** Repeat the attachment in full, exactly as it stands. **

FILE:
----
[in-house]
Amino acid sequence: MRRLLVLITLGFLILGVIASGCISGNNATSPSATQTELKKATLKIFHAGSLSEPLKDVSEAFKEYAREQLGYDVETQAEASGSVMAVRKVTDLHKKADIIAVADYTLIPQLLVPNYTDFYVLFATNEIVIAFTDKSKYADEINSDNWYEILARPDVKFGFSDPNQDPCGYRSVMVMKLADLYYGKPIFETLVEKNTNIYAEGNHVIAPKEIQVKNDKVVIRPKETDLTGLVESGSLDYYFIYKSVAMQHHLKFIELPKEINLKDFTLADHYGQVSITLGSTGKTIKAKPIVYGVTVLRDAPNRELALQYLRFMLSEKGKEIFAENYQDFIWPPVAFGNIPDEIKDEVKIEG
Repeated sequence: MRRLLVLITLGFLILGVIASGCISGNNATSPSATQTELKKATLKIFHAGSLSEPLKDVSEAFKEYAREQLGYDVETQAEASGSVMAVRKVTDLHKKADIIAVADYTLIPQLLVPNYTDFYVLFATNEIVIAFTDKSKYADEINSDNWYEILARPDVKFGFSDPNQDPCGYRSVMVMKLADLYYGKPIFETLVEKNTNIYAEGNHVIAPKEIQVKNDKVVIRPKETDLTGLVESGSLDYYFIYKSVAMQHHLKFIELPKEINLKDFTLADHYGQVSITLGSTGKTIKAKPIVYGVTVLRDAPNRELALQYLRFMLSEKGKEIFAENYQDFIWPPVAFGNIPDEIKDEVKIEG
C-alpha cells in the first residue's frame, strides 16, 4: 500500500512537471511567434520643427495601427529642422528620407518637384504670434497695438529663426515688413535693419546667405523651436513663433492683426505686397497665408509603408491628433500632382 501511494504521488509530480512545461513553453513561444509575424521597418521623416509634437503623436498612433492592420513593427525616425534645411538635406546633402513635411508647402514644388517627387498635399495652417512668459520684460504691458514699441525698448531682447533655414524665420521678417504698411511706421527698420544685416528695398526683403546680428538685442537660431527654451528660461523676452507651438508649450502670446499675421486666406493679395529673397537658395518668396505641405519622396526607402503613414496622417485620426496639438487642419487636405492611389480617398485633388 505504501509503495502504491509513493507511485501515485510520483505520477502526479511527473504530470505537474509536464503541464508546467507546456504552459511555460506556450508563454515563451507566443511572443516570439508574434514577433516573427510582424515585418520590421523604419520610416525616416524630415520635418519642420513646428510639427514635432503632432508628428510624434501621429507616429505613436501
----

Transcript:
[in-house]
Amino acid sequence: MRRLLVLITLGFLILGVIASGCISGNNATSPSATQTELKKATLKIFHAGSLSEPLKDVSEAFKEYAREQLGYDVETQAEASGSVMAVRKVTDLHKKADIIAVADYTLIPQLLVPNYTDFYVLFATNEIVIAFTDKSKYADEINSDNWYEILARPDVKFGFSDPNQDPCGYRSVMVMKLADLYYGKPIFETLVEKNTNIYAEGNHVIAPKEIQVKNDKVVIRPKETDLTGLVESGSLDYYFIYKSVAMQHHLKFIELPKEINLKDFTLADHYGQVSITLGSTGKTIKAKPIVYGVTVLRDAPNRELALQYLRFMLSEKGKEIFAENYQDFIWPPVAFGNIPDEIKDEVKIEG
Repeated sequence: MRRLLVLITLGFLILGVIASGCISGNNATSPSATQTELKKATLKIFHAGSLSEPLKDVSEAFKEYAREQLGYDVETQAEASGSVMAVRKVTDLHKKADIIAVADYTLIPQLLVPNYTDFYVLFATNEIVIAFTDKSKYADEINSDNWYEILARPDVKFGFSDPNQDPCGYRSVMVMKLADLYYGKPIFETLVEKNTNIYAEGNHVIAPKEIQVKNDKVVIRPKETDLTGLVESGSLDYYFIYKSVAMQHHLKFIELPKEINLKDFTLADHYGQVSITLGSTGKTIKAKPIVYGVTVLRDAPNRELALQYLRFMLSEKGKEIFAENYQDFIWPPVAFGNIPDEIKDEVKIEG
C-alpha cells in the first residue's frame, strides 16, 4: 500500500512537471511567434520643427495601427529642422528620407518637384504670434497695438529663426515688413535693419546667405523651436513663433492683426505686397497665408509603408491628433500632382 501511494504521488509530480512545461513553453513561444509575424521597418521623416509634437503623436498612433492592420513593427525616425534645411538635406546633402513635411508647402514644388517627387498635399495652417512668459520684460504691458514699441525698448531682447533655414524665420521678417504698411511706421527698420544685416528695398526683403546680428538685442537660431527654451528660461523676452507651438508649450502670446499675421486666406493679395529673397537658395518668396505641405519622396526607402503613414496622417485620426496639438487642419487636405492611389480617398485633388 505504501509503495502504491509513493507511485501515485510520483505520477502526479511527473504530470505537474509536464503541464508546467507546456504552459511555460506556450508563454515563451507566443511572443516570439508574434514577433516573427510582424515585418520590421523604419520610416525616416524630415520635418519642420513646428510639427514635432503632432508628428510624434501621429507616429505613436501